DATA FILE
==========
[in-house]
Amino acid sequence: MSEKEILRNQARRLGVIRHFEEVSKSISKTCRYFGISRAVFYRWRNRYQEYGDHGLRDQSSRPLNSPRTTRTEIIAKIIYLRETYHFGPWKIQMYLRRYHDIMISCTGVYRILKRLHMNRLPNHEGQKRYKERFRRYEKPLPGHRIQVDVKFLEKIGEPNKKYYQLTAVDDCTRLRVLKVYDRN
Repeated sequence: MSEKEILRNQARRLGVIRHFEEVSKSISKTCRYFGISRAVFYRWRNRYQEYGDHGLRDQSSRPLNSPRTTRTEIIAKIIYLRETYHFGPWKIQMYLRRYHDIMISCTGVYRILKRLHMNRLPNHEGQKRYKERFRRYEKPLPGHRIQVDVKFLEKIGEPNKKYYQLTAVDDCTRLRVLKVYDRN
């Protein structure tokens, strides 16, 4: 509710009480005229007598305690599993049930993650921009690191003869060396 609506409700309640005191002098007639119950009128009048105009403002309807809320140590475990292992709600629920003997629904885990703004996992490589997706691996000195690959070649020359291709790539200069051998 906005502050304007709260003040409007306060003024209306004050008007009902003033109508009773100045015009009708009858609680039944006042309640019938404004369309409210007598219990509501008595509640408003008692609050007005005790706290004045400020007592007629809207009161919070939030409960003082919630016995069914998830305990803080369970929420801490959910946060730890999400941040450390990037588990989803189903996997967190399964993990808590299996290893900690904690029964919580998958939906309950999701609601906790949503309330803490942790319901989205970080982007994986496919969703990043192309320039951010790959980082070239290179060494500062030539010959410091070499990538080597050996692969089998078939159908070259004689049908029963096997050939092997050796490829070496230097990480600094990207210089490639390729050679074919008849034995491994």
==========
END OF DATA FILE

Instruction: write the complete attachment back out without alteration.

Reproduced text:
[in-house]
Amino acid sequence: MSEKEILRNQARRLGVIRHFEEVSKSISKTCRYFGISRAVFYRWRNRYQEYGDHGLRDQSSRPLNSPRTTRTEIIAKIIYLRETYHFGPWKIQMYLRRYHDIMISCTGVYRILKRLHMNRLPNHEGQKRYKERFRRYEKPLPGHRIQVDVKFLEKIGEPNKKYYQLTAVDDCTRLRVLKVYDRN
Repeated sequence: MSEKEILRNQARRLGVIRHFEEVSKSISKTCRYFGISRAVFYRWRNRYQEYGDHGLRDQSSRPLNSPRTTRTEIIAKIIYLRETYHFGPWKIQMYLRRYHDIMISCTGVYRILKRLHMNRLPNHEGQKRYKERFRRYEKPLPGHRIQVDVKFLEKIGEPNKKYYQLTAVDDCTRLRVLKVYDRN
């Protein structure tokens, strides 16, 4: 509710009480005229007598305690599993049930993650921009690191003869060396 609506409700309640005191002098007639119950009128009048105009403002309807809320140590475990292992709600629920003997629904885990703004996992490589997706691996000195690959070649020359291709790539200069051998 906005502050304007709260003040409007306060003024209306004050008007009902003033109508009773100045015009009708009858609680039944006042309640019938404004369309409210007598219990509501008595509640408003008692609050007005005790706290004045400020007592007629809207009161919070939030409960003082919630016995069914998830305990803080369970929420801490959910946060730890999400941040450390990037588990989803189903996997967190399964993990808590299996290893900690904690029964919580998958939906309950999701609601906790949503309330803490942790319901989205970080982007994986496919969703990043192309320039951010790959980082070239290179060494500062030539010959410091070499990538080597050996692969089998078939159908070259004689049908029963096997050939092997050796490829070496230097990480600094990207210089490639390729050679074919008849034995491994």